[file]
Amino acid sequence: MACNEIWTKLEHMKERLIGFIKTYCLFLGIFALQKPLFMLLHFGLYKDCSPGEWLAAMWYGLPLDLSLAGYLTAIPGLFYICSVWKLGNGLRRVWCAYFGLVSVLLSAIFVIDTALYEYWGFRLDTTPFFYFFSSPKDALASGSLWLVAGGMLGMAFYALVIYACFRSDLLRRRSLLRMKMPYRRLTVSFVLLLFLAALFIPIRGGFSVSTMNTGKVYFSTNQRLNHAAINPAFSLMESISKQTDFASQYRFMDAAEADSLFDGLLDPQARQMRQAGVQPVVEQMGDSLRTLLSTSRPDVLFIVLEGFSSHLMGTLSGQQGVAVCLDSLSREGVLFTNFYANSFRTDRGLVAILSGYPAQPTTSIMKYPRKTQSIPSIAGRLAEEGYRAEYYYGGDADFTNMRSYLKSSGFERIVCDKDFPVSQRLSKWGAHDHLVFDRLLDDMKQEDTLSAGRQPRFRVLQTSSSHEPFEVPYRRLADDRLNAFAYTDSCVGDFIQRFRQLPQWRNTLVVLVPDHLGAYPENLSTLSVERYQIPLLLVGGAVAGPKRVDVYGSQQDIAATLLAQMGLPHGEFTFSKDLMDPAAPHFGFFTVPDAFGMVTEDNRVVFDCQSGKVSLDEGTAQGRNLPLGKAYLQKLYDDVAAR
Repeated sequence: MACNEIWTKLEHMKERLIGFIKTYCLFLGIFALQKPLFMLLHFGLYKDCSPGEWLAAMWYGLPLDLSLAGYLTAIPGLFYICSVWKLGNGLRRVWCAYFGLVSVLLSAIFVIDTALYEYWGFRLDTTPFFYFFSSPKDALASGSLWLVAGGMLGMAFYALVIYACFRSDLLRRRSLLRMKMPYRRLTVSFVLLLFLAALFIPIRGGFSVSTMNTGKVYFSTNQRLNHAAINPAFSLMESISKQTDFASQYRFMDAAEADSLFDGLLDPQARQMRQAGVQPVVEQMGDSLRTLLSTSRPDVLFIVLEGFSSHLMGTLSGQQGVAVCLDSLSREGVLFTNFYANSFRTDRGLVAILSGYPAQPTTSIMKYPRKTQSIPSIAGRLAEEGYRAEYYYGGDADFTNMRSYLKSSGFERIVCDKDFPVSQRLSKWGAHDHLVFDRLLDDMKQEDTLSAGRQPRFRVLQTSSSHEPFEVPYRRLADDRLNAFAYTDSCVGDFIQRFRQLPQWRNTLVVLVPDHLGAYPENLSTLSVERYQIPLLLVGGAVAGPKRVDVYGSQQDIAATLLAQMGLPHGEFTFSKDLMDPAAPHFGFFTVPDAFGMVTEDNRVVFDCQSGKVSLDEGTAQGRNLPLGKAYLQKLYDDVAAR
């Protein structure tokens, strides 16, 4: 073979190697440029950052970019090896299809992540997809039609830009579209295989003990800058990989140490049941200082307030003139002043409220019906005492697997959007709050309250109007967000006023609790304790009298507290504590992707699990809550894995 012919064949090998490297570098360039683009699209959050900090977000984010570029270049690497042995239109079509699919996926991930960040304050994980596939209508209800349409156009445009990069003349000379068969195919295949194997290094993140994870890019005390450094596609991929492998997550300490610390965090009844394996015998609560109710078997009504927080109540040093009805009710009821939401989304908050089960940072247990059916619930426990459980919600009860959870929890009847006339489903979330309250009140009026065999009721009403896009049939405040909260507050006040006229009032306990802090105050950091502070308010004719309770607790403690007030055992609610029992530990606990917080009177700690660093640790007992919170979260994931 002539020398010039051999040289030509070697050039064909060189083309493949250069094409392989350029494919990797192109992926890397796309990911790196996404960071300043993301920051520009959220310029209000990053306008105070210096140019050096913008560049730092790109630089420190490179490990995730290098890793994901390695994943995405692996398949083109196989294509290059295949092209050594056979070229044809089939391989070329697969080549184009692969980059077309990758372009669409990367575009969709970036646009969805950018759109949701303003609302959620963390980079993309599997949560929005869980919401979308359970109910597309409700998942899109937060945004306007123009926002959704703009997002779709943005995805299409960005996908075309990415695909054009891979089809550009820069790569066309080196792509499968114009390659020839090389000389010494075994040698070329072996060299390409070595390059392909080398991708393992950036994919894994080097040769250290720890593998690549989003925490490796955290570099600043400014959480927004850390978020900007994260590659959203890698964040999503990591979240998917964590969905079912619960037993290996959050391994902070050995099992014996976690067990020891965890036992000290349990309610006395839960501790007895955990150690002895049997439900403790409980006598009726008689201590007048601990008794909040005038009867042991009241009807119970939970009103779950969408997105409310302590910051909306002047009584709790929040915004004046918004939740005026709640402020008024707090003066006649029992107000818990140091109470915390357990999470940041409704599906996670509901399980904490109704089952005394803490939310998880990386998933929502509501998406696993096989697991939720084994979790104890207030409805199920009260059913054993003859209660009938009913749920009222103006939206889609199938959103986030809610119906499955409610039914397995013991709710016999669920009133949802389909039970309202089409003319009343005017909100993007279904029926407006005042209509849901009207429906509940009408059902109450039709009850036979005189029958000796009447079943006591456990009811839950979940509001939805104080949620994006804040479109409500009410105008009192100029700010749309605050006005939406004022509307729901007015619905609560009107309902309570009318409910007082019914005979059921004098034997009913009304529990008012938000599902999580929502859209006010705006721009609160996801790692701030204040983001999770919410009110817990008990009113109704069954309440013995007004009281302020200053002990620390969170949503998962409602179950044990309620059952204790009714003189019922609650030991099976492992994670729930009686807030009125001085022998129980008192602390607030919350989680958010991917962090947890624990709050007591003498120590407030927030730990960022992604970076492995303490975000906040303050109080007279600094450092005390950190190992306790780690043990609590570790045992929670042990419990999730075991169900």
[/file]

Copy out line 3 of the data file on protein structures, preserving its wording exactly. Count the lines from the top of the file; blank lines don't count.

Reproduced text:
């Protein structure tokens, strides 16, 4: 073979190697440029950052970019090896299809992540997809039609830009579209295989003990800058990989140490049941200082307030003139002043409220019906005492697997959007709050309250109007967000006023609790304790009298507290504590992707699990809550894995 012919064949090998490297570098360039683009699209959050900090977000984010570029270049690497042995239109079509699919996926991930960040304050994980596939209508209800349409156009445009990069003349000379068969195919295949194997290094993140994870890019005390450094596609991929492998997550300490610390965090009844394996015998609560109710078997009504927080109540040093009805009710009821939401989304908050089960940072247990059916619930426990459980919600009860959870929890009847006339489903979330309250009140009026065999009721009403896009049939405040909260507050006040006229009032306990802090105050950091502070308010004719309770607790403690007030055992609610029992530990606990917080009177700690660093640790007992919170979260994931 002539020398010039051999040289030509070697050039064909060189083309493949250069094409392989350029494919990797192109992926890397796309990911790196996404960071300043993301920051520009959220310029209000990053306008105070210096140019050096913008560049730092790109630089420190490179490990995730290098890793994901390695994943995405692996398949083109196989294509290059295949092209050594056979070229044809089939391989070329697969080549184009692969980059077309990758372009669409990367575009969709970036646009969805950018759109949701303003609302959620963390980079993309599997949560929005869980919401979308359970109910597309409700998942899109937060945004306007123009926002959704703009997002779709943005995805299409960005996908075309990415695909054009891979089809550009820069790569066309080196792509499968114009390659020839090389000389010494075994040698070329072996060299390409070595390059392909080398991708393992950036994919894994080097040769250290720890593998690549989003925490490796955290570099600043400014959480927004850390978020900007994260590659959203890698964040999503990591979240998917964590969905079912619960037993290996959050391994902070050995099992014996976690067990020891965890036992000290349990309610006395839960501790007895955990150690002895049997439900403790409980006598009726008689201590007048601990008794909040005038009867042991009241009807119970939970009103779950969408997105409310302590910051909306002047009584709790929040915004004046918004939740005026709640402020008024707090003066006649029992107000818990140091109470915390357990999470940041409704599906996670509901399980904490109704089952005394803490939310998880990386998933929502509501998406696993096989697991939720084994979790104890207030409805199920009260059913054993003859209660009938009913749920009222103006939206889609199938959103986030809610119906499955409610039914397995013991709710016999669920009133949802389909039970309202089409003319009343005017909100993007279904029926407006005042209509849901009207429906509940009408059902109450039709009850036979005189029958000796009447079943006591456990009811839950979940509001939805104080949620994006804040479109409500009410105008009192100029700010749309605050006005939406004022509307729901007015619905609560009107309902309570009318409910007082019914005979059921004098034997009913009304529990008012938000599902999580929502859209006010705006721009609160996801790692701030204040983001999770919410009110817990008990009113109704069954309440013995007004009281302020200053002990620390969170949503998962409602179950044990309620059952204790009714003189019922609650030991099976492992994670729930009686807030009125001085022998129980008192602390607030919350989680958010991917962090947890624990709050007591003498120590407030927030730990960022992604970076492995303490975000906040303050109080007279600094450092005390950190190992306790780690043990609590570790045992929670042990419990999730075991169900």